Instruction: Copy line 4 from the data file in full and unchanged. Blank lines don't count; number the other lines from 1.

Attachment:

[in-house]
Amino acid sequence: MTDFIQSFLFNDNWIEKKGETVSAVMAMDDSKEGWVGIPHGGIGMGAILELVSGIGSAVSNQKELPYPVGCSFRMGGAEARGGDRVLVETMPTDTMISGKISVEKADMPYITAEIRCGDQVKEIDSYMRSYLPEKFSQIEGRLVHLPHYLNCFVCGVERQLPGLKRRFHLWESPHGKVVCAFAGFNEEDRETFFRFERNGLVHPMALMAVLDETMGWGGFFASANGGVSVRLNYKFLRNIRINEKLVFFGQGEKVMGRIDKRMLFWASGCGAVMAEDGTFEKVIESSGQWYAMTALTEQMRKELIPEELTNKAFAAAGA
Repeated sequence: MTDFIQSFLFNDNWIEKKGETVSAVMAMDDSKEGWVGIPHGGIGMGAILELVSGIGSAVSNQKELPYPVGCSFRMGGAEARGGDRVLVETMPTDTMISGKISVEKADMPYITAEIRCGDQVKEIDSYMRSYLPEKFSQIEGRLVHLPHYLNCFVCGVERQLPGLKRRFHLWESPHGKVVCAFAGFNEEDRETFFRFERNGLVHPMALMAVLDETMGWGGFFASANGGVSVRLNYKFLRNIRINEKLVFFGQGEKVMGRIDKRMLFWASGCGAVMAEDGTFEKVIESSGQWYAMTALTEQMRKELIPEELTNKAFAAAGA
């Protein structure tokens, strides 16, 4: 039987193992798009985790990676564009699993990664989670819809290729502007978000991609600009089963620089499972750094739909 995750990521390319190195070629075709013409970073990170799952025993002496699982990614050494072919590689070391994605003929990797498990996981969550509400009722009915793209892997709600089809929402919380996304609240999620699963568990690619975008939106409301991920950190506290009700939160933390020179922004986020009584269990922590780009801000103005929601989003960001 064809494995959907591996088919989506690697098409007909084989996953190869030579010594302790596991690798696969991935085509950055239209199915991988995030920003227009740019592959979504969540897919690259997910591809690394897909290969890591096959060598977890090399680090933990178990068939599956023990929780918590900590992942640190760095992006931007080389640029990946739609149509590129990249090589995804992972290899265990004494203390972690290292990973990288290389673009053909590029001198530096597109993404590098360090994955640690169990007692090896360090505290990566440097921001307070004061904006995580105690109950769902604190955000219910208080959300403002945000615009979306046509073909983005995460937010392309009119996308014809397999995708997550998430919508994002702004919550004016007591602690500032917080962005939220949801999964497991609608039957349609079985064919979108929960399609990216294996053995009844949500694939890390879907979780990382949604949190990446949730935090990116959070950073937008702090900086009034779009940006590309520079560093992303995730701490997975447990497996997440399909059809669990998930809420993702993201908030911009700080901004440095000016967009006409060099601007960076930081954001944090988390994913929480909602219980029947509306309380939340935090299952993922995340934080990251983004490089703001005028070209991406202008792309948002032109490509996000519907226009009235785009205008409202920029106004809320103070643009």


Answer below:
């Protein structure tokens, strides 16, 4: 039987193992798009985790990676564009699993990664989670819809290729502007978000991609600009089963620089499972750094739909 995750990521390319190195070629075709013409970073990170799952025993002496699982990614050494072919590689070391994605003929990797498990996981969550509400009722009915793209892997709600089809929402919380996304609240999620699963568990690619975008939106409301991920950190506290009700939160933390020179922004986020009584269990922590780009801000103005929601989003960001 064809494995959907591996088919989506690697098409007909084989996953190869030579010594302790596991690798696969991935085509950055239209199915991988995030920003227009740019592959979504969540897919690259997910591809690394897909290969890591096959060598977890090399680090933990178990068939599956023990929780918590900590992942640190760095992006931007080389640029990946739609149509590129990249090589995804992972290899265990004494203390972690290292990973990288290389673009053909590029001198530096597109993404590098360090994955640690169990007692090896360090505290990566440097921001307070004061904006995580105690109950769902604190955000219910208080959300403002945000615009979306046509073909983005995460937010392309009119996308014809397999995708997550998430919508994002702004919550004016007591602690500032917080962005939220949801999964497991609608039957349609079985064919979108929960399609990216294996053995009844949500694939890390879907979780990382949604949190990446949730935090990116959070950073937008702090900086009034779009940006590309520079560093992303995730701490997975447990497996997440399909059809669990998930809420993702993201908030911009700080901004440095000016967009006409060099601007960076930081954001944090988390994913929480909602219980029947509306309380939340935090299952993922995340934080990251983004490089703001005028070209991406202008792309948002032109490509996000519907226009009235785009205008409202920029106004809320103070643009």